- This Business About Woodworking
This Business About Woodworking
Faking it, in a good way
In my decades as a woodworking writer, I’ve never knowingly said anything false or misleading. But a bit of photographic trickery is sometimes OK.
Why did I sell it?
At one time I had some spectacular genuine Honduras rosewood that a friend had imported. I also had a small amount of highly figured blistered maple.
How do we deal with this?
The coronavirus is causing things to go off the rails. We're being told stay home and avoid other people. But we have to make a living. It’s not like we can just stop going to work.
A nice surprise
About ten years ago, I began to do lathe work in earnest. I had several pieces sitting around the house, including one that what was the first of a series of pieces that became something of a signature style, the holy grail of every woodturner.
The joys of moving?
I don’t know anyone who enjoys moving. And moving a shop can be especially difficult. But there are a few upsides.
Lacking the basics
I came across an interesting question the other day. The poster said he had no woodworking experience but wanted suggestions about what tools were needed to build a project he had in mind.
I spent the entire month of December moving my shop. It’s not the first time I have done this (but I do hope it’s the last!) so I was not completely blindsided by how much work it involved. But, somehow, this move was much more stressful than the last few.
Is it really better?
We are hearing a lot about how well the economy is doing these days. Unemployment figures are looking good. And that’s supposed to be one of the indicators of a healthy economy. But at the same time there is an undeniably widening discrepancy in the ratio of people making billions and people barely scraping by.
Sooner the better
A response to a recent post contained a link to an article on dealing with “toxic” employees.
The title of this post seems to be the attitude of most people when it comes to anything involving the spending of money. There is an uncertain quality to how people feel about buying anything, especially if it involves a substantial investment.
Are you positive?
In business, it is imperative that we maintain a positive energy. This is essential for good customer relations as well as a strong, positive work environment.
With all of the concern about our changing climate, we are finding ourselves needing to consider our own impact on our environment. Let’s forget, for the moment, the argument about the cause of climate change. The fact is that the climate is changing and it’s doing so at a much greater rate than was previously believed.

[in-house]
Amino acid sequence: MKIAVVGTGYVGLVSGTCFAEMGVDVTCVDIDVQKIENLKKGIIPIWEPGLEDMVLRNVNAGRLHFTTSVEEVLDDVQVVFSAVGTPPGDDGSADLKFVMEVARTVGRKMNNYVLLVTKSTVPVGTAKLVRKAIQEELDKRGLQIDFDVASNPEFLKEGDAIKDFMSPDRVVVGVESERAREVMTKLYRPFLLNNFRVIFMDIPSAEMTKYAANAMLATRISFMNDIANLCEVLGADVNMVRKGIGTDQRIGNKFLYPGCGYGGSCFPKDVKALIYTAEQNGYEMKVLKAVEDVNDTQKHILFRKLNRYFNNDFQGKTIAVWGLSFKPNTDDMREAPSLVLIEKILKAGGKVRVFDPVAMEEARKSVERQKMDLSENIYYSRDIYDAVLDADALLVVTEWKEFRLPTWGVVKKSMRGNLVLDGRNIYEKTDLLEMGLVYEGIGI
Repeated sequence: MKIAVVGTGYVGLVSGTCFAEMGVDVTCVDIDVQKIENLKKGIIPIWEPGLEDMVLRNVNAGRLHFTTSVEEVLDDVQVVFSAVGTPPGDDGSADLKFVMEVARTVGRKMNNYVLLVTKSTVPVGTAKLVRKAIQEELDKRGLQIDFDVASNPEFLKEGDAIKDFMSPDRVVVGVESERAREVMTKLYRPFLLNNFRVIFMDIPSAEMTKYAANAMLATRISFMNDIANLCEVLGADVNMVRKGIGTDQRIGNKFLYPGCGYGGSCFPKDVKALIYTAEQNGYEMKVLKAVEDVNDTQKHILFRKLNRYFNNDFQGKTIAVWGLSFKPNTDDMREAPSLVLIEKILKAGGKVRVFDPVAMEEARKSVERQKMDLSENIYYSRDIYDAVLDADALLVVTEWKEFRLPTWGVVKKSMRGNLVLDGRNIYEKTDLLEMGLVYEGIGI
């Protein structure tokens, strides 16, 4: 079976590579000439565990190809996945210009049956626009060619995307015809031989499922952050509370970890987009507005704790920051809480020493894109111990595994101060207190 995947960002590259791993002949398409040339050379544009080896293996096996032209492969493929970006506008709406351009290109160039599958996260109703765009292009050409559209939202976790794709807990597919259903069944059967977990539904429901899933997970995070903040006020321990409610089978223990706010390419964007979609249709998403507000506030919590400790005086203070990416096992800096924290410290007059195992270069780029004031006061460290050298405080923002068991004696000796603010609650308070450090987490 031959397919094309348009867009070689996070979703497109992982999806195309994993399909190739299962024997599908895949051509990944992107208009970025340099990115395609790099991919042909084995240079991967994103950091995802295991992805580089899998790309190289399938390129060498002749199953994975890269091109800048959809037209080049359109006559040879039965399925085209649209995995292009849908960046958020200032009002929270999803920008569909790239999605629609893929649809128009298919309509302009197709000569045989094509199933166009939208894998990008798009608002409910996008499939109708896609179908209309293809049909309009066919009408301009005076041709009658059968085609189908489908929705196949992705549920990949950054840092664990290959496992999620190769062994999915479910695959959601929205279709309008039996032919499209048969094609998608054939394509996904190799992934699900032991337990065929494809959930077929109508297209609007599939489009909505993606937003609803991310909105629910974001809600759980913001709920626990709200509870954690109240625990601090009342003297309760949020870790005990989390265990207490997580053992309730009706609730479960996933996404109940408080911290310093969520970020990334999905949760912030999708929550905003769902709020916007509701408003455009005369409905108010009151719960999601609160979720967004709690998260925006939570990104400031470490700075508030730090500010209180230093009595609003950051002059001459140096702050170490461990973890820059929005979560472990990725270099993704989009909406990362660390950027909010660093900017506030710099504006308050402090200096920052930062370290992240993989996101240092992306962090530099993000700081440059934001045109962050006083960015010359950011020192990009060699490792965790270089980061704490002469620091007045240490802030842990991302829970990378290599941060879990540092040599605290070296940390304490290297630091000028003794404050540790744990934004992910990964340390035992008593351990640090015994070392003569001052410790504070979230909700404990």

That’s for me to know …
There have been numerous times throughout my woodworking career when people have asked me how I do this or that. Sometimes it’s just curiosity. Sometimes it’s some who wants to do it themselves and is in need of guidance. And, sometimes it’s a competitor who has underbid a job he doesn’t really know how to do.
The working interview
We are always on the lookout for talented, experienced employees. Yes, they are getting harder to find. And if we are looking for a strong work ethic, it gets even more difficult.
It can’t be done
In our business we are often asked to do things a bit differently than we’re used to. People want to individualize their projects. They don’t want to pay premium prices for something that looks just like what they could have bought at the local furniture store.
Exceptions and expectations
I have always maintained that exceptions are a myth, much like scrap inventory. We all have policies regarding how we deal with things like customers wanting changes made or employees wanting some form of special consideration.
Everyone in business has an image in their mind of what their dream employee would be. There is a tendency, when interviewing potential employees to look indications that fit that image. This can lead to a distorted, idealized view of the person being considered, leading us to see things that might not really be there.
Some years ago, I had the opportunity to hire a guy who had literally grown up in the furniture industry. He was from South Carolina and started working in a furniture plant when he was 14. He had moved to our area to take care of an ailing parent.
Over and over
In our business, we are often called upon to work outside of our comfort zone. Sometimes it’s in the form of needing to create a unique design that does not fit within the parameters of our typical production format. These projects may require us to master a new technique or a tool we have never used before.
Defining art and craft
I recently came across the following definitions that attempt to differentiate art and craft.
Like gold and silver?
Wherever you stand on the question of climate change or global warming, there is no denying that our sources of fine hardwoods is rapidly diminishing.
The big push in today’s market place is toward automation. Most large industries are already at least partially automated with CNC machines and robotics performing work formerly done by people.
Where did they go?
A recent column in the July 2019 issue of Woodshop News, “What’s the deal with finding skilled labor?”, discussed the shortage of cabinetmakers, joiners and woodworkers in general.